The Gippsland Basin in South East Australia is a hot spot for oil and gas resources. Australia’s first oil field was discovered at Lake Bunga, Lakes Entrance in 1924. More than 20 pieces of oil and gas infrastructure sit on the seafloor in eastern Bass Strait connected by numerous pipelines that return precious resources to land through Orbost, Seaspray and Longford.
The area is also one of Australia’s richest fishing grounds given the mixing of the East Australian Current with waters from Bass Strait and the large continental shelf that drains into the abyss through many small canyons into the enormous Bass Canyon. Most of the fishing vessels accessing these resources do so from the small Victorian town of Lakes Entrance.
The oil and gas industry use seismic surveys to locate reserves of fossil fuels. They produce detailed images of local geology to determine the location and size of possible reservoirs. Very strong sound waves are bounced off underground rock formations with the waves that reflect back to the surface captured by recording sensors for analysis later. An ABC animation shows graphically how seismic surveys work and extend up to 50 kms into the earth.
Recent research off Tasmania has shown that seismic surveys can kill scallops and zooplankton and have negative long term effects on crayfish. Fishermen across the world report reduced catch rates that can last up to a year after a survey is completed.
The fishing and oil/gas industries have a history of co-existence and the fishing industry is proud that it has been a good neighbour for more than 40 years. It would be hypocritical for the fishing industry to behave otherwise given the modern world’s reliance on fossil fuels – albeit with the environmental costs we now understand.
Peter Clarke is a former SETFIA Director, he is now retired after handing the reins of the family vessel Kendean to his son Stuart. Peter explained to the newsletter how in 1965 as a 14 year old crew member on his Father’s fishing vessel they would regularly deliver supplies to Esso vessels.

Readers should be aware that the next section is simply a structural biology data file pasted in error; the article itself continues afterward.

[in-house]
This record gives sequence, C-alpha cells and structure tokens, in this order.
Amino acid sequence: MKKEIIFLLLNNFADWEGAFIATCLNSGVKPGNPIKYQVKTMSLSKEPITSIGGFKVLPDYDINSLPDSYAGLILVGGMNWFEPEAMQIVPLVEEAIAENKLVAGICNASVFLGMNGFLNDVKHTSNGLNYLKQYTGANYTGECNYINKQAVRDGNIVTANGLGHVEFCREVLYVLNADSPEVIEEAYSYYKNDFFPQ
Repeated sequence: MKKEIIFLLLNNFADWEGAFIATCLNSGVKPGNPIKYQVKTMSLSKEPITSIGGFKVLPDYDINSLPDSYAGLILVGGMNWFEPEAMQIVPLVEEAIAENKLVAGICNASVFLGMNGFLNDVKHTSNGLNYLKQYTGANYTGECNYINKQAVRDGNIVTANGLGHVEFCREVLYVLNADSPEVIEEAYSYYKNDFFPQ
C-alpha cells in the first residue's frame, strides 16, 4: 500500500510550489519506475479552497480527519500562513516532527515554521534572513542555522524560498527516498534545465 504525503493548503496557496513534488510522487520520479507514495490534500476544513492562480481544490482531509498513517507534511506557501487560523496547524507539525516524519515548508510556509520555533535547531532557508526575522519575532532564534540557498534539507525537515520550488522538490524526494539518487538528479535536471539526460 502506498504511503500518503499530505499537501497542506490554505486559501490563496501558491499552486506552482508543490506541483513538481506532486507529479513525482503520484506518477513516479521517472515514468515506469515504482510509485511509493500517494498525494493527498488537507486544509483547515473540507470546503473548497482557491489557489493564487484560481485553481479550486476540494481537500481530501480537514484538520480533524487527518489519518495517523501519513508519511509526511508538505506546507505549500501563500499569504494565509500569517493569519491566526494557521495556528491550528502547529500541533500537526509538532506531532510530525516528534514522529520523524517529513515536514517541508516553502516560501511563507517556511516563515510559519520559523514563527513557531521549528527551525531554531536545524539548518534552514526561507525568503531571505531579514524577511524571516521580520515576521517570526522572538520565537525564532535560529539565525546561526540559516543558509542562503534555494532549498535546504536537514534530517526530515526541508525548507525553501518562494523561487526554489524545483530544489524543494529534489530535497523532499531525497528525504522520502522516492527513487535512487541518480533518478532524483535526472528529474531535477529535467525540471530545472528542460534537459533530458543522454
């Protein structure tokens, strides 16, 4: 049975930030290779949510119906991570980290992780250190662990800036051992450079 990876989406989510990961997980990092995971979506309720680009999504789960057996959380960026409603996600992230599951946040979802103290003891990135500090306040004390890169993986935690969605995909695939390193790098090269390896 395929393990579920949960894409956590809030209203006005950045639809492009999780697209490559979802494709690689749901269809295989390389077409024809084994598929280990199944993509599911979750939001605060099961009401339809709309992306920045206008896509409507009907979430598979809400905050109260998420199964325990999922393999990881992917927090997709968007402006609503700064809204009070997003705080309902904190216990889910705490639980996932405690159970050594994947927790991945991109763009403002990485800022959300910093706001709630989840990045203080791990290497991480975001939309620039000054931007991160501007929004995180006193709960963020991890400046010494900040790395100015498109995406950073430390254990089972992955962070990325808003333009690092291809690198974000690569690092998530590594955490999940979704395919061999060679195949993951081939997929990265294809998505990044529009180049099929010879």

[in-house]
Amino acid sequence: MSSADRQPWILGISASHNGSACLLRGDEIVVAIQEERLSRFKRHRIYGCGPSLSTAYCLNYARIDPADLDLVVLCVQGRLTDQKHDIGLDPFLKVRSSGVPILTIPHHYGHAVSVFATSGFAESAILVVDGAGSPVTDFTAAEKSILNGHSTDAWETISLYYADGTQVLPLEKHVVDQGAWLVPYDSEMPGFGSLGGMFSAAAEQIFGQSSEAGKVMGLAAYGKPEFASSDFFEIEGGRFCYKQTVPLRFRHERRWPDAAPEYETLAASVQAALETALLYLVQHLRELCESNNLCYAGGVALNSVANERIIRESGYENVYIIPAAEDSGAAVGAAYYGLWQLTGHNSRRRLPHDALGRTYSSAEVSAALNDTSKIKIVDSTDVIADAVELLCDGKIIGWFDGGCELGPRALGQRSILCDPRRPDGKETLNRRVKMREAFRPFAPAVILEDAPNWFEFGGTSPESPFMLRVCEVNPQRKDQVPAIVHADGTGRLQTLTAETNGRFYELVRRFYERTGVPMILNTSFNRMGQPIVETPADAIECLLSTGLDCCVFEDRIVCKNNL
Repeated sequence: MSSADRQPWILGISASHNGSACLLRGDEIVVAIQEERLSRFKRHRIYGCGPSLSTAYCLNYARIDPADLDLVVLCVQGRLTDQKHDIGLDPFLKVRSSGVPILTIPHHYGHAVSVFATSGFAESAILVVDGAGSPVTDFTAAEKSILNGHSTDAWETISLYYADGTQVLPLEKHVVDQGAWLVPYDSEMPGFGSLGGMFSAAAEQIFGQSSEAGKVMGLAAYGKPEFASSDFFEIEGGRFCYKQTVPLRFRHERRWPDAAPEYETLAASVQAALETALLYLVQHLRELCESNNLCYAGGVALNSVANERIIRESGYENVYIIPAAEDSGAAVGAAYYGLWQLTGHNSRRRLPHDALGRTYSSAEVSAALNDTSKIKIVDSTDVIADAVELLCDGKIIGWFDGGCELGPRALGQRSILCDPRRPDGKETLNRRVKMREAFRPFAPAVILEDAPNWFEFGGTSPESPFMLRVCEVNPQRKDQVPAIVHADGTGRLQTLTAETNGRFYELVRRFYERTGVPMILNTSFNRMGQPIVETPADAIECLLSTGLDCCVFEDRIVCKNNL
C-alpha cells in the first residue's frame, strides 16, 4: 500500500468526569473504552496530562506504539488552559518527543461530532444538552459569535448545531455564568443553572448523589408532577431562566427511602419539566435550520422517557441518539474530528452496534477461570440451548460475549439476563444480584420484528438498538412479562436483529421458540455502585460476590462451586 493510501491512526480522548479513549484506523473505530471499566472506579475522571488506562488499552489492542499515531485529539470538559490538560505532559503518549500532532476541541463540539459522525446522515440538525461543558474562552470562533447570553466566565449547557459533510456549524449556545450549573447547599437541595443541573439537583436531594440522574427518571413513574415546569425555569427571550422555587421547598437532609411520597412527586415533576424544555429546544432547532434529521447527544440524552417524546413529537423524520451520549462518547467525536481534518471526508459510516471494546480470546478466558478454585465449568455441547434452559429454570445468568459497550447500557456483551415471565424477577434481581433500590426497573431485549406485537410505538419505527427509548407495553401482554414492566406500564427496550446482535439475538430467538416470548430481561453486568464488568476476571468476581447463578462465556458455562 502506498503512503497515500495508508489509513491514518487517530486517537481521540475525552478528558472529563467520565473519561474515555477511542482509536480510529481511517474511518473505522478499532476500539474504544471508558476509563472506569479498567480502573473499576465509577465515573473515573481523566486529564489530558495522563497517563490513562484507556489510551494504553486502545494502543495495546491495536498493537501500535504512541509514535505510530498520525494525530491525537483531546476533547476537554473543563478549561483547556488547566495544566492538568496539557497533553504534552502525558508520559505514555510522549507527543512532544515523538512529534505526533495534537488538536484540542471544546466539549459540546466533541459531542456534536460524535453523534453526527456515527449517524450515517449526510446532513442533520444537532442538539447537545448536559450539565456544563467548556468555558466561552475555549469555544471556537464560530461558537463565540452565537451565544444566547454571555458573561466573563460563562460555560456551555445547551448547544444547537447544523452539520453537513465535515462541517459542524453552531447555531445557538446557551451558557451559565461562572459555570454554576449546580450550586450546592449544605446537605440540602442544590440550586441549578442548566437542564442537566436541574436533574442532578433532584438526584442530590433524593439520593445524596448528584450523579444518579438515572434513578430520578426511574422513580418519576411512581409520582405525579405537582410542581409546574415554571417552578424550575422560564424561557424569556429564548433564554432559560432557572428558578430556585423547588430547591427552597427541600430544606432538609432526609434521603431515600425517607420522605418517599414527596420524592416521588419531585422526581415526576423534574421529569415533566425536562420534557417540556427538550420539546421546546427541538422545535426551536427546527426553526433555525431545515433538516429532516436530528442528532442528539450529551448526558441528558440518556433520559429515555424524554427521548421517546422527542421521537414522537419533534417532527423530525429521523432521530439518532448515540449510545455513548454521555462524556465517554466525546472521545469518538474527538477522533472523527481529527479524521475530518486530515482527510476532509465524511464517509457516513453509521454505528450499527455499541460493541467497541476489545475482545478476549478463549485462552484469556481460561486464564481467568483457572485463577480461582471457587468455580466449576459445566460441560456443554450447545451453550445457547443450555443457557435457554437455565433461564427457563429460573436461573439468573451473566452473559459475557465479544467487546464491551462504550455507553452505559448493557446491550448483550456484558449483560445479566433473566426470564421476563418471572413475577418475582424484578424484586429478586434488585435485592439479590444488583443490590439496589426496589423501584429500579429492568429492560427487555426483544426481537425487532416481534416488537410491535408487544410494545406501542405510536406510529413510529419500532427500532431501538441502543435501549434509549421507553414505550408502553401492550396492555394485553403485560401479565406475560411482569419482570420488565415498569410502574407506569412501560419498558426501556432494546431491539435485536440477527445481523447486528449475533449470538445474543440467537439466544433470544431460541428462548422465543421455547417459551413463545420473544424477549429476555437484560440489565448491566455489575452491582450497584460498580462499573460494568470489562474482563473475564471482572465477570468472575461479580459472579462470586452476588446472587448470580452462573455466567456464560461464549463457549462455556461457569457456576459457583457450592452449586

Rather than fight all oil and gas development SETFIA has worked hard to assist the oil and gas industry to minimise their impact on the fishing industry and to minimise the risk that fishing vessels present to oil and gas infrastructure. SETFIA’s clients have included Cooper Energy, Esso (Exxon), Tasmanian Gas Pipelines, 3D Oil, Geoscience Victoria, Geoscience Australia and many others. SETFIA has become skilled at requesting and analysing fisheries data, while maintaining fishers’ confidentiality, so that oil, gas and now seismic survey companies can understand the fishermen that might be present, when they will be there, and how they work. In partnership with the fishing industry they can then try to find ways to change the timing, sequence or footprint of exploration activities to reduce effects. Warning fishermen also gives them time to move elsewhere.
French company CGG has announced plans to undertake a seismic survey covering 18,000km2 in the Gippsland Basin – the biggest survey ever seen. The survey will affect around one third of the fish going into the Melbourne and Sydney fish markets. The Lakes Entrance Danish seine fleet will have almost all its grounds exposed to this seismic survey. This means that they seine fleet will have no-where else to go. Stuart Clarke, now a third generation fisher, explained to the newsletter his concerns about whether his business can withstand the short term displacement and the decline in catch rates that could last for more than a year after the survey.
Member for East Gippsland MLA Tim Bull made speech in Victorian Parliament last week raising concerns about CGG’s plans.
SETFIA has always been able to find a way to move fishing vessels elsewhere and to minimise seismic surveys effects on the fishing industry. However, CGG’s proposal is huge covering entire fisheries and will displace the fleet for five months.
This is why SETFIA is calling on the federal oil and gas regular NOPSEMA to understand that the fishing industry in south east Australia cannot withstand a survey of this size and duration and to not approve this survey.